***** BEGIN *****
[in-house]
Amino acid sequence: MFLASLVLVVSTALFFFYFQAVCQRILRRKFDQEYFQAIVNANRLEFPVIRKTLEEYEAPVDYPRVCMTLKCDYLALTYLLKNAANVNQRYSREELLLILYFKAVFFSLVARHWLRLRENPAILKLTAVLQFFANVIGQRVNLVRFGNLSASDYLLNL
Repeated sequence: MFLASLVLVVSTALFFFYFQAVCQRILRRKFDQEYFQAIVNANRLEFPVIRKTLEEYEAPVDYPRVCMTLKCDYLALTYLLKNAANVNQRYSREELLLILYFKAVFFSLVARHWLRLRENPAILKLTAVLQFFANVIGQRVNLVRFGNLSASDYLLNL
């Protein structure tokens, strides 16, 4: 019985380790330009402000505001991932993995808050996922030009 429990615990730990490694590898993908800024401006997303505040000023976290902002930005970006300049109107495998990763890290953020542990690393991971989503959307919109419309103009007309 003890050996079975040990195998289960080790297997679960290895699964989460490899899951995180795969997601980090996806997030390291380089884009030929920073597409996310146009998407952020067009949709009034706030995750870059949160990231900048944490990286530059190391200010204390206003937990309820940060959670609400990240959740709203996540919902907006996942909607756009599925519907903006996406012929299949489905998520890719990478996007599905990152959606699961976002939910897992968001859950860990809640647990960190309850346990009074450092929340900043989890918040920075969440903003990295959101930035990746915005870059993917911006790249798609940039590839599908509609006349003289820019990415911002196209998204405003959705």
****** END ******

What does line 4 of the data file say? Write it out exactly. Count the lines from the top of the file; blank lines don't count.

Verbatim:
């Protein structure tokens, strides 16, 4: 019985380790330009402000505001991932993995808050996922030009 429990615990730990490694590898993908800024401006997303505040000023976290902002930005970006300049109107495998990763890290953020542990690393991971989503959307919109419309103009007309 003890050996079975040990195998289960080790297997679960290895699964989460490899899951995180795969997601980090996806997030390291380089884009030929920073597409996310146009998407952020067009949709009034706030995750870059949160990231900048944490990286530059190391200010204390206003937990309820940060959670609400990240959740709203996540919902907006996942909607756009599925519907903006996406012929299949489905998520890719990478996007599905990152959606699961976002939910897992968001859950860990809640647990960190309850346990009074450092929340900043989890918040920075969440903003990295959101930035990746915005870059993917911006790249798609940039590839599908509609006349003289820019990415911002196209998204405003959705």